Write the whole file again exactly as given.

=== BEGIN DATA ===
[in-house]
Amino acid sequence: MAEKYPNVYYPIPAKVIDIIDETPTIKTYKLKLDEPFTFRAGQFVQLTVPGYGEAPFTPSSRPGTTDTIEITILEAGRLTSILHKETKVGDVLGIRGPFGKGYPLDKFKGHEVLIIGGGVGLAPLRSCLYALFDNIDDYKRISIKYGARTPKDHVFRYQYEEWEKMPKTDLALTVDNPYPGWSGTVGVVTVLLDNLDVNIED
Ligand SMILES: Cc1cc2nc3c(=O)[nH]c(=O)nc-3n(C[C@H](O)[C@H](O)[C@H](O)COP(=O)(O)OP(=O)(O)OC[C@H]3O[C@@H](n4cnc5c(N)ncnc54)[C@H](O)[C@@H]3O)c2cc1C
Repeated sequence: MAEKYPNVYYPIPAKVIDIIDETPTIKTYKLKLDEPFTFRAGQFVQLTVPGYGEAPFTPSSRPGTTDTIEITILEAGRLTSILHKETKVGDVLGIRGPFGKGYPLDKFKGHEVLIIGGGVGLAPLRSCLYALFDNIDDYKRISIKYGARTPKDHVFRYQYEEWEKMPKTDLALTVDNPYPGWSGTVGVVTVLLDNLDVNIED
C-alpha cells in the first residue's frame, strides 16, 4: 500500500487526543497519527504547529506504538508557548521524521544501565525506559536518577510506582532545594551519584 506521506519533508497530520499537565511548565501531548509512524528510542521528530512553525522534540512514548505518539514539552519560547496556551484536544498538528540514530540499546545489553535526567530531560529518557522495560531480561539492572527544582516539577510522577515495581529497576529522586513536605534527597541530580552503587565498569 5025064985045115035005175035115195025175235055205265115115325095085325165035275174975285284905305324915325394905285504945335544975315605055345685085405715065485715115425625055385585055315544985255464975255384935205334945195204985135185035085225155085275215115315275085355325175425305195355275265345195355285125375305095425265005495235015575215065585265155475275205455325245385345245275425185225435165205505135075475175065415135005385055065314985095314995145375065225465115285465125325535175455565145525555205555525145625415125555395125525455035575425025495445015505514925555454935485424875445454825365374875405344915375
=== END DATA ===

[in-house]
Amino acid sequence: MAEKYPNVYYPIPAKVIDIIDETPTIKTYKLKLDEPFTFRAGQFVQLTVPGYGEAPFTPSSRPGTTDTIEITILEAGRLTSILHKETKVGDVLGIRGPFGKGYPLDKFKGHEVLIIGGGVGLAPLRSCLYALFDNIDDYKRISIKYGARTPKDHVFRYQYEEWEKMPKTDLALTVDNPYPGWSGTVGVVTVLLDNLDVNIED
Ligand SMILES: Cc1cc2nc3c(=O)[nH]c(=O)nc-3n(C[C@H](O)[C@H](O)[C@H](O)COP(=O)(O)OP(=O)(O)OC[C@H]3O[C@@H](n4cnc5c(N)ncnc54)[C@H](O)[C@@H]3O)c2cc1C
Repeated sequence: MAEKYPNVYYPIPAKVIDIIDETPTIKTYKLKLDEPFTFRAGQFVQLTVPGYGEAPFTPSSRPGTTDTIEITILEAGRLTSILHKETKVGDVLGIRGPFGKGYPLDKFKGHEVLIIGGGVGLAPLRSCLYALFDNIDDYKRISIKYGARTPKDHVFRYQYEEWEKMPKTDLALTVDNPYPGWSGTVGVVTVLLDNLDVNIED
C-alpha cells in the first residue's frame, strides 16, 4: 500500500487526543497519527504547529506504538508557548521524521544501565525506559536518577510506582532545594551519584 506521506519533508497530520499537565511548565501531548509512524528510542521528530512553525522534540512514548505518539514539552519560547496556551484536544498538528540514530540499546545489553535526567530531560529518557522495560531480561539492572527544582516539577510522577515495581529497576529522586513536605534527597541530580552503587565498569 5025064985045115035005175035115195025175235055205265115115325095085325165035275174975285284905305324915325394905285504945335544975315605055345685085405715065485715115425625055385585055315544985255464975255384935205334945195204985135185035085225155085275215115315275085355325175425305195355275265345195355285125375305095425265005495235015575215065585265155475275205455325245385345245275425185225435165205505135075475175065415135005385055065314985095314995145375065225465115285465125325535175455565145525555205555525145625415125555395125525455035575425025495445015505514925555454935485424875445454825365374875405344915375